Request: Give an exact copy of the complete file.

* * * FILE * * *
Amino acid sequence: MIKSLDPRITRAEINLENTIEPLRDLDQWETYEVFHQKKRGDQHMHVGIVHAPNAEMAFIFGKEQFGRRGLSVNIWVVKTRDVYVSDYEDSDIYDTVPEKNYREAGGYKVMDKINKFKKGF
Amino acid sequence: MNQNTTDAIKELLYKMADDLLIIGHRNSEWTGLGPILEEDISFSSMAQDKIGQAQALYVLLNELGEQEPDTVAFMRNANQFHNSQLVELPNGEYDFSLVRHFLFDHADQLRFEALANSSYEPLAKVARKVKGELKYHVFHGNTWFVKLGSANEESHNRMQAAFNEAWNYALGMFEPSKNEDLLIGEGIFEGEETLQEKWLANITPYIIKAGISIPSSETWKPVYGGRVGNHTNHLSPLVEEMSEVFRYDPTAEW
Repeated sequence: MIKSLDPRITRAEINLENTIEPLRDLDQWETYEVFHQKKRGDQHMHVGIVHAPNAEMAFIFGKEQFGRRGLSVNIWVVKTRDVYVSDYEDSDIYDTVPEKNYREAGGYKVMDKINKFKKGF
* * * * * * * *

Amino acid sequence: MIKSLDPRITRAEINLENTIEPLRDLDQWETYEVFHQKKRGDQHMHVGIVHAPNAEMAFIFGKEQFGRRGLSVNIWVVKTRDVYVSDYEDSDIYDTVPEKNYREAGGYKVMDKINKFKKGF
Amino acid sequence: MNQNTTDAIKELLYKMADDLLIIGHRNSEWTGLGPILEEDISFSSMAQDKIGQAQALYVLLNELGEQEPDTVAFMRNANQFHNSQLVELPNGEYDFSLVRHFLFDHADQLRFEALANSSYEPLAKVARKVKGELKYHVFHGNTWFVKLGSANEESHNRMQAAFNEAWNYALGMFEPSKNEDLLIGEGIFEGEETLQEKWLANITPYIIKAGISIPSSETWKPVYGGRVGNHTNHLSPLVEEMSEVFRYDPTAEW
Repeated sequence: MIKSLDPRITRAEINLENTIEPLRDLDQWETYEVFHQKKRGDQHMHVGIVHAPNAEMAFIFGKEQFGRRGLSVNIWVVKTRDVYVSDYEDSDIYDTVPEKNYREAGGYKVMDKINKFKKGF